In fact, they’re rather sweet. Many say they taste like the ocean where they’re from, which is part of what makes them so popular.  

How to Harvest Barnacles

As much as I want to go out to the tides and start harvesting right away, I know I shouldn’t. It takes 20+ years for these barnacles to grow big enough to eat, so locals encourage training to prevent over-harvesting. 

Depending on where you’re harvesting, there may be guidelines and permits you’ll need.

For example, in some places, you can only gather them off of manmade structures and harvest one cluster every ten feet. Of course, these rules will vary depending on the place, so do your research beforehand. 

Those guidelines must be followed. A 2016 study concluded that only 2% of Oregon’s adult goosenecks were large enough to harvest.

Those rules are put into place to protect this species and make sure we don’t overfish them, as we have with many others. 

You have two options when harvesting gooseneck barnacles: by hand or with a tool.

Pull them off individually if you’re only planning to gather a few. If you want more, consider using a tool, such as a scraper. You can use it to gather a hefty chunk at a time, but be careful not to damage whatever they’re growing on underneath.

Once you have a bundle of barnacles, place them in a bucket of seawater to preserve them.

I know that sounds simple enough, but remember where you’re harvesting them. You are at nature’s will. The tides are strong and powerful, and the best ones to harvest are usually in the most dangerous spots.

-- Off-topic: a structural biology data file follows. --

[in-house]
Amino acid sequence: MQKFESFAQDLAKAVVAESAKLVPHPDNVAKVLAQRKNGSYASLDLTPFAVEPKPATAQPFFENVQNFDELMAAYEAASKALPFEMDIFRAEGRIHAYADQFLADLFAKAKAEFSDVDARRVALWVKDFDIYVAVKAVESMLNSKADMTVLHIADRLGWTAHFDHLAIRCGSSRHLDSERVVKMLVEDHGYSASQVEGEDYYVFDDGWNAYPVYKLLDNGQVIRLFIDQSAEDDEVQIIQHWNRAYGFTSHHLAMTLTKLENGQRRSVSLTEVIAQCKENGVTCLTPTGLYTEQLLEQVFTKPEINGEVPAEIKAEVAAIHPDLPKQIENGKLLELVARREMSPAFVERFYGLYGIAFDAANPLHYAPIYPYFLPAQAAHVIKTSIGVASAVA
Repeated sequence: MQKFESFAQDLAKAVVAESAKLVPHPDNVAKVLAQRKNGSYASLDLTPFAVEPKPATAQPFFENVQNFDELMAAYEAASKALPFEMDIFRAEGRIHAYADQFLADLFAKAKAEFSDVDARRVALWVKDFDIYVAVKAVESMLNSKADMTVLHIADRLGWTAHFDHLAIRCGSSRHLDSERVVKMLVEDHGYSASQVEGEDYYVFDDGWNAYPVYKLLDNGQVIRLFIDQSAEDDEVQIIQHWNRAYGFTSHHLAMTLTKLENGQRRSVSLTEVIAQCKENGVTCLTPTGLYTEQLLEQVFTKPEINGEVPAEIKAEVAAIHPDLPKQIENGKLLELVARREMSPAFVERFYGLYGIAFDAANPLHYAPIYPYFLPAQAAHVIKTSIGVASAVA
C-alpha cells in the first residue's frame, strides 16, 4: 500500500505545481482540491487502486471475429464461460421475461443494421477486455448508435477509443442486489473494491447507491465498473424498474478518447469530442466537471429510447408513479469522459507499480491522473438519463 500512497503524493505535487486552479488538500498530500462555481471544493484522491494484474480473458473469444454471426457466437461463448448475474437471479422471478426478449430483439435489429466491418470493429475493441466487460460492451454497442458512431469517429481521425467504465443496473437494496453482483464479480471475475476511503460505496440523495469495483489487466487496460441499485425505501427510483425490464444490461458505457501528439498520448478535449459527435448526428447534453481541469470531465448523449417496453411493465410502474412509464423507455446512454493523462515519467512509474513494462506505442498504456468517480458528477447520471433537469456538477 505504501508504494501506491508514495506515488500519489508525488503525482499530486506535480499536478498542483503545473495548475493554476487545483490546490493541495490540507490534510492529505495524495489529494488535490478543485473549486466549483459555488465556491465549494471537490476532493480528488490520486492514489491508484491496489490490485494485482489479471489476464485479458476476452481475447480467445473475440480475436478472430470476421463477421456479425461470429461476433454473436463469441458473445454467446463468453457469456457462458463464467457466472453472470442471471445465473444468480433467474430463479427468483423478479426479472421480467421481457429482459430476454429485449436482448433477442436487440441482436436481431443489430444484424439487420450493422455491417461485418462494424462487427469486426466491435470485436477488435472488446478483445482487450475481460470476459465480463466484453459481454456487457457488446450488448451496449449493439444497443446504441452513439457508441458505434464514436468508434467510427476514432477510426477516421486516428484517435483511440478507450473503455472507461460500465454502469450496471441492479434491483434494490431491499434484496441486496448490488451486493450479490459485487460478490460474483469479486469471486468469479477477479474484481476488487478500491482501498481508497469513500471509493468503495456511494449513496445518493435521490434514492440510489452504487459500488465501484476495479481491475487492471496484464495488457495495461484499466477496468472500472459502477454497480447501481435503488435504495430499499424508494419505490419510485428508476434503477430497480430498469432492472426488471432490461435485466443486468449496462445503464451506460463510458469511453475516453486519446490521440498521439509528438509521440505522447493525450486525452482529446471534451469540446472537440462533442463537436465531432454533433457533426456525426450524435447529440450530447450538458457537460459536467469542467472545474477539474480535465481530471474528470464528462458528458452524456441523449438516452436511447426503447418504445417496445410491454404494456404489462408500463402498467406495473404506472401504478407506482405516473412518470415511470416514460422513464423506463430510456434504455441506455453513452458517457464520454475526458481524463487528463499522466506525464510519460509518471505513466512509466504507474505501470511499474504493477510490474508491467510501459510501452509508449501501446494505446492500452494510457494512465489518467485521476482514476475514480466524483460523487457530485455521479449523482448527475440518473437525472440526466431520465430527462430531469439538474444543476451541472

Please be careful as you harvest and bring a buddy with you in case something were to happen.


Besides, it’s not always a good idea to harvest them. Gooseneck barnacles love to grow on rough surfaces, such as textured rocks and other sessile creatures, like mussels or algae.

When harvesting, be careful not to damage any other life they may be growing on.

One of the other dangers of scraping is leaving smooth patches. Gooseneck barnacles are unlikely to regrow in the same spot if they aren’t harvested properly.

If the surface they leave behind is now smooth, they won’t regrow there. So, be extra careful. 

How to Select a Good Barnacle


Gooseneck barnacles are small by nature, so you’ll want to pick the ones that are the biggest. The big ones range between 20-80 millimeters, but good luck finding a whole bunch of them. 

The part that holds the meat is the long fleshy stalk (peduncle) attached to the hard exterior.

Make sure you’re picking ones that have long and thick stalks.

If they’re mostly shell, you’re not going to get any meat. 

Unfortunately, the best ones grow in dangerous spots – where the waves crash against them most often.